Rush Limbaugh received a call today from Katie, a conservative student attending Oakland University
in Rochester, Michigan. She discussed a course she was taking - Communism (Political Science 377). I found the official description of the course
Explores the evolution of "communism" as a complex set of ideals, critical theories, competing doctrines and diverse practices. Attention is also given to the ways in which "communism" has been construed as a threat to prevailing modes of thought and organization, served as a target and rationale for subversion, and endures as an inspiration and a modified social project in the 21st century.
The official textbooks are:
The nature of the first book is obvious, and no class on Communism would be complete without Marx. I was initially puzzled by the inclusion of a book on anarchism, being accustomed to thinking of it in terms of anarcho-capitalism, the most radical form of Libertarianism. But one Amazon book review tells me what I kneed to know, citing the book as "a brief introduction to Proudhon, Bakhunin and Kropotkin." The Wikipedia article on Mikhail Bakunin explains the relevance of anarchism to Marxism:
The dispute between Mikhail Bakunin and Karl Marx highlighted the difference between anarchism and Marxism: While both anarchists and Marxists share the same final goal - the creation of a free, egalitarian society with no social classes and no government, they strongly disagree on how to achieve this goal. Anarchists believe that the classless, stateless society should be established right away, as soon as possible; they refuse any intermediate stage of dictatorship of the proletariat. Marxists believe that such a thing would be impossible and that the anarchists are too idealistic; the Marxists want a more gradual transition towards the classless and stateless society, involving a transitional stage of democratic government and planned economics, which they call "socialism"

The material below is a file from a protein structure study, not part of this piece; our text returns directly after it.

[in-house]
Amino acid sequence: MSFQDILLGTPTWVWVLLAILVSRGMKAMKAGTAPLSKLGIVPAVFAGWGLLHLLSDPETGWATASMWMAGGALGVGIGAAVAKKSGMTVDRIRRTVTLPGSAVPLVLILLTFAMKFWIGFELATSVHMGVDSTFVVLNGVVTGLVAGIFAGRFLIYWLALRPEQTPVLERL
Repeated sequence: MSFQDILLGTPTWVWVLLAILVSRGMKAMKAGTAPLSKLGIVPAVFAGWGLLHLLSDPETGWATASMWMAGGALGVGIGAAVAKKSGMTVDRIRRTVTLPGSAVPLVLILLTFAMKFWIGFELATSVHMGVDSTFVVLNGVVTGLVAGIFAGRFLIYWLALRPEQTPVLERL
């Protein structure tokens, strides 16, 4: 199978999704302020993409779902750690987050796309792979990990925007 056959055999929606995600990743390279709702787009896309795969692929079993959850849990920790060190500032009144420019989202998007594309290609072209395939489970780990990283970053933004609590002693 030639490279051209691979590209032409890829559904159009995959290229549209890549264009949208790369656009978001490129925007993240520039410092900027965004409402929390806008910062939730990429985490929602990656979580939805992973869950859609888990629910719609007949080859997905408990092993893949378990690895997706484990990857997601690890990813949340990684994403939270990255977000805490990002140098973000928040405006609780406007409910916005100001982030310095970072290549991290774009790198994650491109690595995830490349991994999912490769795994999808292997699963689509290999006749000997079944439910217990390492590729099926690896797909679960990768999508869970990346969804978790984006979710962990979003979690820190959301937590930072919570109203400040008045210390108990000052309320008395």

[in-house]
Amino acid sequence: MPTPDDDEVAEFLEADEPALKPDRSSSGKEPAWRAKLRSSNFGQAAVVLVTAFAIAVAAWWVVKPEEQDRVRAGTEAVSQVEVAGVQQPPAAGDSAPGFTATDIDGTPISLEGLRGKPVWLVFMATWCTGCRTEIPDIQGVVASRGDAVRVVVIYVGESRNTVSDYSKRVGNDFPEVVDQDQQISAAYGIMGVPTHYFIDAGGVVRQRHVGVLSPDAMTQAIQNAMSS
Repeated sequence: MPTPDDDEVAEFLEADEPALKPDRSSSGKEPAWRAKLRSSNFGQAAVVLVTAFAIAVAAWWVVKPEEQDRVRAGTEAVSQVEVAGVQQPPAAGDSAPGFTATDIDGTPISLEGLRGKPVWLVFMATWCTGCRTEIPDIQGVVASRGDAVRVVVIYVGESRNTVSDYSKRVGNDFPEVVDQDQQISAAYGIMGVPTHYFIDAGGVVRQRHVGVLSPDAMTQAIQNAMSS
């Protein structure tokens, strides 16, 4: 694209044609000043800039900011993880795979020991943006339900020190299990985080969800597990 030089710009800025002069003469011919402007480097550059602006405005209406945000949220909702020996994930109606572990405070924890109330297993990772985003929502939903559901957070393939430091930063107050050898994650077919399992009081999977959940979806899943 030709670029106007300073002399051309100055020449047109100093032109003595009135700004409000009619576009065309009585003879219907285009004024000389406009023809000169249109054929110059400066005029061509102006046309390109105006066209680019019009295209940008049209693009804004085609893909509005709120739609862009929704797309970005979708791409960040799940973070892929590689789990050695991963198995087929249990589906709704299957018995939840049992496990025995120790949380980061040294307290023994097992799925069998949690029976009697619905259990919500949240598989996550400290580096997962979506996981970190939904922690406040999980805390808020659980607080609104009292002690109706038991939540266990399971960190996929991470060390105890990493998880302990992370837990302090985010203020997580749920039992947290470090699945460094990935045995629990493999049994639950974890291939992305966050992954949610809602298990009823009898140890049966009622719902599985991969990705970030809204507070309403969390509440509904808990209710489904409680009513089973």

All three were critics of capitalism. Bakunin largely agreed with Marx's assessment of capitalism (Wikipedia offers no details). Peter Kropotkin professed anarchistic communism. Pierre-Joseph Proudhon came right out and declared - in exact words - "property is theft."
The latter two books are modern anticapitalist screeds. "Parecon" is short for participatory economics - a collectivist economics theory pioneered by the book's author in concert with American University economics professor Robin Hahnel.